Sacramento, CA--Two divisions of the opening leg of the Joe O’Brien Pacing Series hold the spotlight Sunday night (Jan. 6) at the Watch and Wager LLC meeting at Cal Expo. A 12-race program is on tap with first post at 5:10 p.m. (8:10 Eastern)
The O’Brien will go as the ninth and 12th races on the evening. Hello Sevens and Little Anna Mae loom large in the first division as they seek repeat scores, while Notable Intention and Boot Scootin Bow figure to have their share of backers in the other section.
Hello Sevens is a 3-year-old Indiana-bred son of Kilowatt who is conditioned by Dario Solares and will once again be guided by Dave Siegel, who co-owns the pacer with Robert Thronson and Greg Robinson. He has a win and a second since coming in from Canada.
The bay performer did the work first-over in his local debut in the slop on Dec. 23, 2012, then proved a punctual even-money favorite for Siegel at most recent asking. Hello Sevens made a power brush to command past that half and went on to a three and a half-length romp in a 1:57 tour.
Little Anna Mae is a 3-year-old Little Steven filly who is likewise coming off a convincing victory last weekend. Denise Maier, Eileen Brodbar and Daniel Maier own with Tim Maier doing the driving and training. The dark-hued miss went coast-to-coast in that last victory, holding safe by a head over Sunday rival Littlehannahsue.
Notable Intention gives the Solares barn another good look in the second division as the Osmin Carrera colorbearer lands a cozy post in search of an encore, while Boot Scootin Bow is coming off a runner-up finish behind Hello Stevens and competes for the Kc C Carvalho/Tim Brown combination.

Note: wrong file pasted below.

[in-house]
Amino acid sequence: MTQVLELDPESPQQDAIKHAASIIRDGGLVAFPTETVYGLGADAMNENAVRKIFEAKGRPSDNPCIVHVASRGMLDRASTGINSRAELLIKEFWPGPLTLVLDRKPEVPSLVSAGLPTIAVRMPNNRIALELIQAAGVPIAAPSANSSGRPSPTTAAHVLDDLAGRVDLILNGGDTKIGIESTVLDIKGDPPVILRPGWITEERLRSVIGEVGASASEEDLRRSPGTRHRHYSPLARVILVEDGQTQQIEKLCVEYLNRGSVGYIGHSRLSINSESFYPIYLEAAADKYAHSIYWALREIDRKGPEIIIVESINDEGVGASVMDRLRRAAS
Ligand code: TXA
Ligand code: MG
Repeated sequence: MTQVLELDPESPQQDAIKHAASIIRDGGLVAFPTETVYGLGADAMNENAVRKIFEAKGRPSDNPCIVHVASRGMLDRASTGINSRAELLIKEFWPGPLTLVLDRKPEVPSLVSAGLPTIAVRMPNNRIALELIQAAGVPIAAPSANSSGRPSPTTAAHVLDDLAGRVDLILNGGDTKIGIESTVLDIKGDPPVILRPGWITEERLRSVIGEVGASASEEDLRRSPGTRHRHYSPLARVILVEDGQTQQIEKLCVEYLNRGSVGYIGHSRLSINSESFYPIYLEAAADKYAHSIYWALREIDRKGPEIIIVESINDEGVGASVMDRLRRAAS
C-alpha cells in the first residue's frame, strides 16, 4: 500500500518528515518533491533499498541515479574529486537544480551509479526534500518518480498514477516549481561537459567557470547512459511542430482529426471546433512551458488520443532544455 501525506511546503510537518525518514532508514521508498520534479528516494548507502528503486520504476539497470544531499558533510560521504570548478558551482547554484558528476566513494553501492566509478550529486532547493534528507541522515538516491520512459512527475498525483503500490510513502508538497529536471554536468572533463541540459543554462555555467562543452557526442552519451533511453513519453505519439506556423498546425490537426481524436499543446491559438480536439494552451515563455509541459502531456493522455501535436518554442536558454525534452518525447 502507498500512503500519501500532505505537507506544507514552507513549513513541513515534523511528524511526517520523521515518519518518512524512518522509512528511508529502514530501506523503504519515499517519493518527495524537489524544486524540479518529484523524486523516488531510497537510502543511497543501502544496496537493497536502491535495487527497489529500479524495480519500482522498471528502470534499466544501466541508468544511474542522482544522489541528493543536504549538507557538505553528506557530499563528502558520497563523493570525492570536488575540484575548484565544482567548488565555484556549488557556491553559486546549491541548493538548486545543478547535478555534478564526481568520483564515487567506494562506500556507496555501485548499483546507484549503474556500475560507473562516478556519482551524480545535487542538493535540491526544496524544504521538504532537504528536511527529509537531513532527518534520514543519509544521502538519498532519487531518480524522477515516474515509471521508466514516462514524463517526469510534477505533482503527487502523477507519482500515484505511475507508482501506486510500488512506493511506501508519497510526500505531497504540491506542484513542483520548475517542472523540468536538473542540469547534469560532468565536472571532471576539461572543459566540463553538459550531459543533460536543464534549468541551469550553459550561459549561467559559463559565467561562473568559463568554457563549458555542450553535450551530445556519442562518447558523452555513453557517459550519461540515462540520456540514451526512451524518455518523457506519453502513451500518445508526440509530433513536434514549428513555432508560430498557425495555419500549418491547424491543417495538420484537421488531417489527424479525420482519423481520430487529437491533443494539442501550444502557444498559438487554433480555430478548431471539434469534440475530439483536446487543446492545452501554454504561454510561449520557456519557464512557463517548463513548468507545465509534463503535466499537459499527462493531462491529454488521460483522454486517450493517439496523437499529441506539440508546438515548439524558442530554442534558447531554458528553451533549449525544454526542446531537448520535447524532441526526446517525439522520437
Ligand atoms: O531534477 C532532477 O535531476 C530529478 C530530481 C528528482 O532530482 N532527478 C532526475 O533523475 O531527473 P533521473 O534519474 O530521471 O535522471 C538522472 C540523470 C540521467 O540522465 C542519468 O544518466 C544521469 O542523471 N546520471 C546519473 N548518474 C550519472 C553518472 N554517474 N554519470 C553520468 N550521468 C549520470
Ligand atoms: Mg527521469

Next week will find the trotters and pacers in action on Thursday, Friday and Saturday (Jan. 10-12).
Sunday’s main event is the opening leg of the Joe O’Brien Series, named for the great Hall of Fame trainer-driver. Born June 26, 1917, in Alberton, P.E.I., O'Brien was introduced to the sport by his father Harry, along with his brothers Claude, Lloyd and Ray.
He won his first race at the Summerside track in 1933, at age 16, with a horse called Mickey Mouse. This may have been some foreshadowing as “Little Joe” as he was known went on to reach the height of his sport over the next 50 years while leaving his native country in 1947 to move to the United States.
As a driver, he won 4,285 races with earnings of over $20 million. An expert trainer and conditioner of horses, his vast experience in the sport made him an astute judge of racing talent as well. Although he eventually left Canada and made his home in California, O'Brien maintained close ties with Canadian horsemen.
He trained and drove some of the Armstrong Brothers' finest race horses for some 15 years. That association prompted a tribute from Dr. Glen Brown, the farm manager for the Armstrongs. Said Dr.Brown, "The most remarkable thing about Joe was his competitive nature on the race track. He was a different man out there. He drove every race to win, asking no quarter and expecting none. Nobody was his friend in the bike."
It was generally agreed that no driver in history ever had a greater sense of timing and knowledge of how much horse he had left. Horsemen paid him the highest compliment of all by saying he drove like he had a stopwatch in his head. Even in his senior years, O'Brien was the most sought after driver for time trials at Lexington, Kentucky.
O'Brien always remained loyal to Scott Frost, the 1955 Triple Crown trotting champion, as his favorite horse of all time. For the Armstrong Brothers, O'Brien handled Armbro Flight, the Roosevelt International winner in 1966 and the champion of the Dexter Cup and Kentucky Futurity in 1955. He gained widespread stature with the superb mare, Fresh Yankee, the Roosevelt International winner in 1970 and the sport's first million-dollar winner who went 62 races without ever being worse than second.